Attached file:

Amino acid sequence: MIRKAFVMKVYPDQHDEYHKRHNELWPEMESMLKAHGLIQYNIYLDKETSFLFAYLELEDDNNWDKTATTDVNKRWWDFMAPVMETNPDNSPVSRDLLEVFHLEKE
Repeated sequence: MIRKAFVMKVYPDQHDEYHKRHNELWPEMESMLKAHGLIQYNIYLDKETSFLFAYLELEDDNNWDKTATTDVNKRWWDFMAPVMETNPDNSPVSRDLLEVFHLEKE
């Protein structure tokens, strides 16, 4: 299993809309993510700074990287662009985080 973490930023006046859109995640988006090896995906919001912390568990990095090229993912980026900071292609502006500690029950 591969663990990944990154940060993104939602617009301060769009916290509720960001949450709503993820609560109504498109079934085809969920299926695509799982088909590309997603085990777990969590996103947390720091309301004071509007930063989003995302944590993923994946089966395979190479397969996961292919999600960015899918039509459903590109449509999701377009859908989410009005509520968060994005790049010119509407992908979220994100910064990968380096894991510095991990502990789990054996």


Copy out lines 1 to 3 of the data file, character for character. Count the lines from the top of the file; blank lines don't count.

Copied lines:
Amino acid sequence: MIRKAFVMKVYPDQHDEYHKRHNELWPEMESMLKAHGLIQYNIYLDKETSFLFAYLELEDDNNWDKTATTDVNKRWWDFMAPVMETNPDNSPVSRDLLEVFHLEKE
Repeated sequence: MIRKAFVMKVYPDQHDEYHKRHNELWPEMESMLKAHGLIQYNIYLDKETSFLFAYLELEDDNNWDKTATTDVNKRWWDFMAPVMETNPDNSPVSRDLLEVFHLEKE
């Protein structure tokens, strides 16, 4: 299993809309993510700074990287662009985080 973490930023006046859109995640988006090896995906919001912390568990990095090229993912980026900071292609502006500690029950 591969663990990944990154940060993104939602617009301060769009916290509720960001949450709503993820609560109504498109079934085809969920299926695509799982088909590309997603085990777990969590996103947390720091309301004071509007930063989003995302944590993923994946089966395979190479397969996961292919999600960015899918039509459903590109449509999701377009859908989410009005509520968060994005790049010119509407992908979220994100910064990968380096894991510095991990502990789990054996």